That's when a publisher in China asked me to write a book for women there. I said yes.

My books DO NOT MARRY BEFORE AGE 30 《30岁前别结婚》and HOW TO GET LUCKY IN YOUR CAREER 《30岁趁势而为》became best-sellers, launching me in China as a celebrity executive coach and expert on global careers.

The traditional Chinese ways that my parents had instilled in me, that had made me such an outsider in America, helped me to soar. I felt like I was operating on zero gravity. 

Partnering with brands including Olay, SK-II, Mercedes Benz, I created viral videos, social media, events and trainings which by now have helped millions of Chinese women to unleash their potential in a global world. 

Joy Chen Wall Street Journal and Los Angeles Times

Now, I’m the executive coach the Wall Street Journal dubbed a “Lean-In Guru” and the Los Angeles Times refers to simply as “The Networker.”

Which is pretty ironic for the shy Chinese misfit who once upon a time did not know how to connect.

August of this year, spurred by the still-surging anti-Asian hate, I closed a decade’s work in China and returned to the States to launch JOYOUS, an executive/career coaching and leadership development firm just for Asian Americans.

Because...

All the anti-Asian hate is only the most visible part of the overall exclusion of Asian Americans that has continued from the very beginning of American history until the present day. The way that exclusion manifests in the workplace is: the Asian American Glass Ceiling.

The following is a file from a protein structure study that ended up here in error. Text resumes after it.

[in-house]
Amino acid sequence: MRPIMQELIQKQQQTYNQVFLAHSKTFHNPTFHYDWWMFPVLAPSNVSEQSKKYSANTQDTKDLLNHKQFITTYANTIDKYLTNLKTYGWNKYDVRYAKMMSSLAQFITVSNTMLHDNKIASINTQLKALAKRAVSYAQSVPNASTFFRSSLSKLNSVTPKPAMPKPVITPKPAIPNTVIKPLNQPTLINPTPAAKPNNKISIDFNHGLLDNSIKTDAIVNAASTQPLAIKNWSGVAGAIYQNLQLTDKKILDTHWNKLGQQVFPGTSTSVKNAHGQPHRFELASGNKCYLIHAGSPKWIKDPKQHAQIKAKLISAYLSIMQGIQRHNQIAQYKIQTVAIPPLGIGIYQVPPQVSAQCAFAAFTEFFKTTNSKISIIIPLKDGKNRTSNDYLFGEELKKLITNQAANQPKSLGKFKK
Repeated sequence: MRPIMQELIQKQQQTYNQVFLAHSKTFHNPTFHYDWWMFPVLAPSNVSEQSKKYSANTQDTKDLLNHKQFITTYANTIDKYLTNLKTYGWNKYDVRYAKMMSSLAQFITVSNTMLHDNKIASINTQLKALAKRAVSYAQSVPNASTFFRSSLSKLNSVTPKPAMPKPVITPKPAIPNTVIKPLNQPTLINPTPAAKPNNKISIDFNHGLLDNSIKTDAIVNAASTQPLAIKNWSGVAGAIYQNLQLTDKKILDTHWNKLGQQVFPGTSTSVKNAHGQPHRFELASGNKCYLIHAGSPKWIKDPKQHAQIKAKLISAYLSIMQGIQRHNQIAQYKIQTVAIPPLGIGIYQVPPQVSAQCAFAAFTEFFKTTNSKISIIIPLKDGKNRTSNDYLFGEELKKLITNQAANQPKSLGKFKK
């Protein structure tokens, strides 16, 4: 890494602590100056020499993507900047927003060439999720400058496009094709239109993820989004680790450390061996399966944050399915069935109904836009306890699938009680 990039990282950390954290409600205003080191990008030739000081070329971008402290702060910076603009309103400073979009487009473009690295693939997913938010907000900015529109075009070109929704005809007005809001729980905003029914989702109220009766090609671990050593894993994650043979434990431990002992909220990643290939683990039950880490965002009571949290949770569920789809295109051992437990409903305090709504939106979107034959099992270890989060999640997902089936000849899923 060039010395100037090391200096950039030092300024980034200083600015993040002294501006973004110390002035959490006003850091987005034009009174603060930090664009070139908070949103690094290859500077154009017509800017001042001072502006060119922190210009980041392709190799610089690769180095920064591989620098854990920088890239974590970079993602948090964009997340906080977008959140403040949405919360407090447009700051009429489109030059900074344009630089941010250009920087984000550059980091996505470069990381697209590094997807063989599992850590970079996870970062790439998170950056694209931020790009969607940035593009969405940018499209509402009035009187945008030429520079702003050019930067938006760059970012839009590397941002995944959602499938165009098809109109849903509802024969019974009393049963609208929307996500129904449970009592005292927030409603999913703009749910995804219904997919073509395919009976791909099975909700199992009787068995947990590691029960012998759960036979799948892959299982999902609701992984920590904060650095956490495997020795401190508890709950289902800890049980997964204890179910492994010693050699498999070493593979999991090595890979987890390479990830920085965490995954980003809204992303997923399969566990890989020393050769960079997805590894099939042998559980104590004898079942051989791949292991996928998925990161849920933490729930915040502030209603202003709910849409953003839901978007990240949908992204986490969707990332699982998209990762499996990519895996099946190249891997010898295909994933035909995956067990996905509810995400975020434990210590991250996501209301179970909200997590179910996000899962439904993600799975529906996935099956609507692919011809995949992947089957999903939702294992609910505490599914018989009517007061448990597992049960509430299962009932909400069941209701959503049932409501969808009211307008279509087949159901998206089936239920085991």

And...

Among Asian Americans, I was one of the lucky ones. 

Looking back, I now see that my background as an outsider was actually a blessing in disguise. It gave me the impetus to learn and master the unwritten rules of the corporate game, and to learn to connect with folks from all different cultures. 

And that's what allowed me to work at the top of 3 industries on 3 continents.

Now, my mission is to give other Asian Americans the insider guidance to overcome exclusion and gain access to opportunities at ALL levels of American business and society -- not just at the bottom. 

I feel grateful that my unusual career path has equipped me to with the experience, skills and knowledge to now address the glass ceiling problem that has haunted me my whole life.